3 Reasons to Share Your Story

By Nina Bradshaw is a professionally qualified social worker and therapist in the UK. She earned a Master's Degree in Personality Disorder Studies, a Master's Degree in Cognitive Behavioral Therapy, and a Master's Degree in Sociology/Social Policy/Social Work.

Sober Recovery Expert Author

I was first told to share my story in rehab. I was sitting in a room with seven other people at the time. The idea wasn’t so much of a surprise, since we were all told on the first day that we would be going over our history. However, I didn’t expect the process to be so difficult. It involved a lot of soul searching, digging and revisiting of events that led to where I was. It meant looking at past traumas as well as my own motivations and responsibility for becoming alcohol dependent—something I wasn’t always prepared to do.

Putting my journey into words required me to share some of my less-than-edifying moments with others. As you can imagine, I would have rather kept many of these things to myself so the writing did not flow easily. I had to take several breaks, as each chapter of the story left me feeling drained and emotional. I also found myself wanting to leave parts out, not wishing to tell others of my most shameful moments. But if I had not been scrupulously honest, then the process would not have been as effective. Revealing myself—warts and all—was a fundamental part of my recovery process. Here are 3 reasons why sharing your story may do the same for you.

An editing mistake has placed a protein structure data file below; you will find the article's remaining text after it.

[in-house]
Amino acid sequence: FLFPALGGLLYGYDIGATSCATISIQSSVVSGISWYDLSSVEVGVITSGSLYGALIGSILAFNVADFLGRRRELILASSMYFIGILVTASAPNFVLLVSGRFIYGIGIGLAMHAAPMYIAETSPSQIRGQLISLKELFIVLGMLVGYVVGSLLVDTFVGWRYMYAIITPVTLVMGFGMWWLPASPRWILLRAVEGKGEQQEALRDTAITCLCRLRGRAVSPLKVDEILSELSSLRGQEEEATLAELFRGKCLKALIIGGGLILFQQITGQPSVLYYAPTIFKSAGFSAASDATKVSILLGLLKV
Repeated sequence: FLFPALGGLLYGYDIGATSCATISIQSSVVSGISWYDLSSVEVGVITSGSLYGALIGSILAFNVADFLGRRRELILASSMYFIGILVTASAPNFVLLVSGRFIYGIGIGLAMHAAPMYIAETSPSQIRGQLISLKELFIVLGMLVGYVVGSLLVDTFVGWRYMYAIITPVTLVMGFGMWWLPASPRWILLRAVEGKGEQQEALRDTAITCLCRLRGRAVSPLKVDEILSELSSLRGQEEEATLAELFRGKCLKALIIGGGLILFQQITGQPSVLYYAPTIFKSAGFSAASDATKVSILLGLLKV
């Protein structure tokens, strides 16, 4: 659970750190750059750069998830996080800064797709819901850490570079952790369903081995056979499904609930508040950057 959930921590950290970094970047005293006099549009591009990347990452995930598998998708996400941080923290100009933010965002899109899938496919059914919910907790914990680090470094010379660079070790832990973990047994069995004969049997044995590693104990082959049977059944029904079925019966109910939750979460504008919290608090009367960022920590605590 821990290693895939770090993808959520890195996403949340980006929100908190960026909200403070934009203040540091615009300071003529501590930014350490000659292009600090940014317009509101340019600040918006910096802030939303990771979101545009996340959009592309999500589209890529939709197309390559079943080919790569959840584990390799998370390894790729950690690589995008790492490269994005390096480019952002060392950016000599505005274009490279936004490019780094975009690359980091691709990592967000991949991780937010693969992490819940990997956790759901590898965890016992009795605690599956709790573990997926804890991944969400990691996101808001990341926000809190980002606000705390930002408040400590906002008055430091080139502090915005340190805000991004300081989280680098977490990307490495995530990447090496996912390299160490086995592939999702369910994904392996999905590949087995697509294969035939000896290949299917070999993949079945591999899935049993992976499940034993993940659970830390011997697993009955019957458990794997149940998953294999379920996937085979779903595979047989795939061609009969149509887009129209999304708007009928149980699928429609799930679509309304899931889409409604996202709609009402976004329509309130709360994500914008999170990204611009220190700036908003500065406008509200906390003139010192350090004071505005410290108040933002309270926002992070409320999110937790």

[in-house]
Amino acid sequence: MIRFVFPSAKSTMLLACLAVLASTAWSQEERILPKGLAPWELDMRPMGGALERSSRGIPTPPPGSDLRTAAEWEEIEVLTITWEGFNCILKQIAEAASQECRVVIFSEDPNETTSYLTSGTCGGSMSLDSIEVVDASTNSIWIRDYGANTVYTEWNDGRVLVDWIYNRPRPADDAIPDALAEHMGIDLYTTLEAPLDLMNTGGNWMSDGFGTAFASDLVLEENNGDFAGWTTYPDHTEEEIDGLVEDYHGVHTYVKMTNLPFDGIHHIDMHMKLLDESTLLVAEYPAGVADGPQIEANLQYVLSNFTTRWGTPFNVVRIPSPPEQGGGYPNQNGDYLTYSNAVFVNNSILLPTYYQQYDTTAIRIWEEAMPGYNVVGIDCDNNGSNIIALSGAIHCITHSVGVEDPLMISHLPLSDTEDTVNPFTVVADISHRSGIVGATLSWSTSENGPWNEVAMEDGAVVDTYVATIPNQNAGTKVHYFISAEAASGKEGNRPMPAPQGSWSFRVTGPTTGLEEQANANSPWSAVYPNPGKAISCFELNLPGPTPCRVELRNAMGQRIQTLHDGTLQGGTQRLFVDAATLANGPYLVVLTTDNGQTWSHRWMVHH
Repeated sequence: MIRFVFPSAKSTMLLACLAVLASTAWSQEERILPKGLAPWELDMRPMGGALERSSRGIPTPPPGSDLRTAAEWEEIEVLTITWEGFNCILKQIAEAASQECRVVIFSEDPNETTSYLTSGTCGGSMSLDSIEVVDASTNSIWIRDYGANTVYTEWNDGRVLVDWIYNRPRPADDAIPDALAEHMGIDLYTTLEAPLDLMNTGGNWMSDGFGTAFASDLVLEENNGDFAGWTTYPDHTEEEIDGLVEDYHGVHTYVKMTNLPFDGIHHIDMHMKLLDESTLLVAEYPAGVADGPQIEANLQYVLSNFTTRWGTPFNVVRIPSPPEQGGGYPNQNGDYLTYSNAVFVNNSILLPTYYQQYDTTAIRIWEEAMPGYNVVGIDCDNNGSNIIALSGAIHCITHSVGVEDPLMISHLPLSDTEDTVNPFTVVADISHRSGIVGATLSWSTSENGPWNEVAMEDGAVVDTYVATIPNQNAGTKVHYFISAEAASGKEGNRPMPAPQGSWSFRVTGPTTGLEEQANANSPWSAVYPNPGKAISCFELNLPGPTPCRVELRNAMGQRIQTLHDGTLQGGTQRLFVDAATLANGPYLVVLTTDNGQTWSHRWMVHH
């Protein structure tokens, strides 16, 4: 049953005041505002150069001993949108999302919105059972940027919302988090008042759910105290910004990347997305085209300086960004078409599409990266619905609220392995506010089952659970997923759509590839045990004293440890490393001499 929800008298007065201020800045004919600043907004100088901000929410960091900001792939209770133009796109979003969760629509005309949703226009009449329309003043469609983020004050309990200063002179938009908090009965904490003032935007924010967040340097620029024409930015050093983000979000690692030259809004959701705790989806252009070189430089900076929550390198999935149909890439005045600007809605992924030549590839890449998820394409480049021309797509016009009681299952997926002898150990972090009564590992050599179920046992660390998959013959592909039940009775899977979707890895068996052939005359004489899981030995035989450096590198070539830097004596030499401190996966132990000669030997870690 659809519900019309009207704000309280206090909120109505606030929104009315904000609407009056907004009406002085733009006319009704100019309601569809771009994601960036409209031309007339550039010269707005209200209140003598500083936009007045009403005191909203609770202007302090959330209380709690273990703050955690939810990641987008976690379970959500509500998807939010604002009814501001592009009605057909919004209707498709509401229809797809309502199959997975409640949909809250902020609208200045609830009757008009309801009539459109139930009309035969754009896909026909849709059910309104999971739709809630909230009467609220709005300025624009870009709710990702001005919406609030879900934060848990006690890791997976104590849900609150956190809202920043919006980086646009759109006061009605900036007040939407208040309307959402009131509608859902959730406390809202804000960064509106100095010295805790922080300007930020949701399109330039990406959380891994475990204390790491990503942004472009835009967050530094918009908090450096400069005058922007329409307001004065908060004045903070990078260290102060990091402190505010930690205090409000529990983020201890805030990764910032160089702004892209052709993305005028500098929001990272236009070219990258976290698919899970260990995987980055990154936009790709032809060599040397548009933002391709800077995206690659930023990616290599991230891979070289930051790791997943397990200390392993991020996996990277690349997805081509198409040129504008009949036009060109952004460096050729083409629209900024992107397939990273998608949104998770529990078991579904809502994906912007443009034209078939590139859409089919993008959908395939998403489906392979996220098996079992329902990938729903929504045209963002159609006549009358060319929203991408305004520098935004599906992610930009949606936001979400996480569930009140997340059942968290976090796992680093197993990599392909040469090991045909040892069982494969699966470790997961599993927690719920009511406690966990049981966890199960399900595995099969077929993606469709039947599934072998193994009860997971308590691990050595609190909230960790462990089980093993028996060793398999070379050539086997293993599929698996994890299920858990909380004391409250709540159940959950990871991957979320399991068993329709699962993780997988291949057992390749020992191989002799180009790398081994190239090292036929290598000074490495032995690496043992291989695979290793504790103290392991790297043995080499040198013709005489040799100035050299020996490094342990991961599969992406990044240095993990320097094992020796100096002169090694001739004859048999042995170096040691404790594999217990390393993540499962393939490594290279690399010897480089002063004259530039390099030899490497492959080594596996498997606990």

The purpose of your journey doesn't have to just end with you.

1. It helps you get rid of the shame.

Having been in the throes of addiction often entails a lot of past actions that are shaming, embarrassing, mean and low. Knowing that others have also committed similar misdeeds helps to ease the guilt of our past as well as the feeling that we’re alone in the experience. Looking back, I see that I didn’t need to be so reluctant in recounting my worst moments. The process of sharing itself is what actually releases any feelings of shame. In fact, you may even be surprised at how differently many people react. In my group, there were even a few laughs because some moments can be seen as pure farce from an outsider’s perspective.

2. It makes you feel understood.

Speaking about the traumas and difficulties that I had gone through as a child also helped me feel more understood. Each person in that room had faced their own difficulties, and that almost always contributed in some way to their later addictions in life. The process of sharing and listening made us all realize how big of a role childhood experiences play in our lives as adults. This was eye-opening for me because I saw that I wasn’t alone in my pain and hurt and that there are so many others walking with similar scars from the past.

3. It connects you with other people.

As important as telling my own story was, the process of listening to other people was equally rewarding. It felt like such a privilege to be a part of someone else’s journey—even just as a bystander. The fact that others were willing to lay bare their entire truth stirred emotions in me that had been dormant throughout my drinking years. The delicate process of sharing our stories enabled each of us in the room a chance to join in a deeply powerful, moving and ultimately healing experience.

In telling our story, we have the chance to make sense of the things that have made us who we are. Each of us is unique and yet we also share commonalities that allow us to feel a human connection. While being vulnerable can be scary, and many may balk at the idea of opening the way to rejection or criticism, but it is through this catharsis that we may truly begin the beautiful process of recovery.

If you or someone you love is struggling with addiction, browse our directory of treatment centers or call us at 800-772-8219 to inquire about recovery options.

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